As Ronald Gottesman points out in this discerning introduction, Upton Sinclair was a passionate believer in the redemption of mankind through social reform. His expose of the interlocking corruption in American corporate and political life was a major literary event when it was published in 1906, and caused an almost immediate reform in pure-food legislation.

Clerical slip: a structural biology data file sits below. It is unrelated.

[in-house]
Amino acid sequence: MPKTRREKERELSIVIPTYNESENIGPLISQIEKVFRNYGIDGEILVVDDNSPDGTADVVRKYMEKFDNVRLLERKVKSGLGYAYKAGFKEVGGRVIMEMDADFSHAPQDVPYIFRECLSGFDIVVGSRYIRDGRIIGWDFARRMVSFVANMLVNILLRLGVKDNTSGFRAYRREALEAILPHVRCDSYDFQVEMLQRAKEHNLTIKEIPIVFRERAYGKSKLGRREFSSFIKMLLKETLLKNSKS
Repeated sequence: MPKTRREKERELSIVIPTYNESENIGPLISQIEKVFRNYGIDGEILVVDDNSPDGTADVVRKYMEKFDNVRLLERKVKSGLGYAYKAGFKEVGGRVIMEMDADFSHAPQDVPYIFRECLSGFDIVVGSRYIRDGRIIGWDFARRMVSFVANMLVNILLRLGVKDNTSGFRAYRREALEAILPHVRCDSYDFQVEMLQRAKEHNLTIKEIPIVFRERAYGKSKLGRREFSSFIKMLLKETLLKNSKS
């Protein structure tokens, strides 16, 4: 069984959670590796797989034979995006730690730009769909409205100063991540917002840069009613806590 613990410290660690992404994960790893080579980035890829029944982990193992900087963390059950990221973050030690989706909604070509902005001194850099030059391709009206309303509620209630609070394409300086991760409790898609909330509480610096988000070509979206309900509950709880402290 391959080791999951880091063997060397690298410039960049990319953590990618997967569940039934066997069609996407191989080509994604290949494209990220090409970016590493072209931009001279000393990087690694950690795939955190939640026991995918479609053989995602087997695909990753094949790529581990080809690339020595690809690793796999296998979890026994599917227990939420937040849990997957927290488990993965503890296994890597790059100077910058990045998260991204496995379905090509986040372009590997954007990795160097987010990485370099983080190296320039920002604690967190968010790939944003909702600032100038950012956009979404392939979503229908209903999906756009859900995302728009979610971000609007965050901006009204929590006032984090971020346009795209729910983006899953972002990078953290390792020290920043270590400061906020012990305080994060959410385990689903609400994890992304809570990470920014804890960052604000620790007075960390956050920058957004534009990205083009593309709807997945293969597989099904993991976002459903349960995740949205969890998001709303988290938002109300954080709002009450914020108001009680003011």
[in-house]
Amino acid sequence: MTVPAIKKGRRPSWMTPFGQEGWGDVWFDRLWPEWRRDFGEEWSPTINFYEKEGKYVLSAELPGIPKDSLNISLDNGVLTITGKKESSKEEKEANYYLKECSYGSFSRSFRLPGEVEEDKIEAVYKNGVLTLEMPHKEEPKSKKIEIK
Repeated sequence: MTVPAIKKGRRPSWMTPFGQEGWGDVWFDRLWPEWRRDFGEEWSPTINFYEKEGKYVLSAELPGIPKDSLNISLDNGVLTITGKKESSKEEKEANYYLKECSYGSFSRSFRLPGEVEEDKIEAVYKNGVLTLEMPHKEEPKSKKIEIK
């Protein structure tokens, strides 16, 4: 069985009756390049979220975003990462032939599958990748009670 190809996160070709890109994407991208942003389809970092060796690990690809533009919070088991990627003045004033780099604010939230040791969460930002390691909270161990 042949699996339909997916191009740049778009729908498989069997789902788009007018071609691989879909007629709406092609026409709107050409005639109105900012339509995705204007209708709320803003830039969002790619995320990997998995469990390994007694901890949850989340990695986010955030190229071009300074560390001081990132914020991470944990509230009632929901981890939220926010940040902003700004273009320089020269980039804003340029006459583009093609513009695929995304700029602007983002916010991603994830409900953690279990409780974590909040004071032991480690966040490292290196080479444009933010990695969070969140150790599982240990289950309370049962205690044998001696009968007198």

Despite almost a century separating two publications on the meat industry in the United States, the works of Upton Sinclair and Eric Schlosser contain eerily similar accounts in attempt to expose the dangers behind our food.
As a young man of 26 years, Sinclair spent seven weeks observing the daily lives of individuals who worked in the meat packing industry in Chicago’s Packingtown. Being from the South, an area torn by the Civil War, he hated poverty and its effects on humans.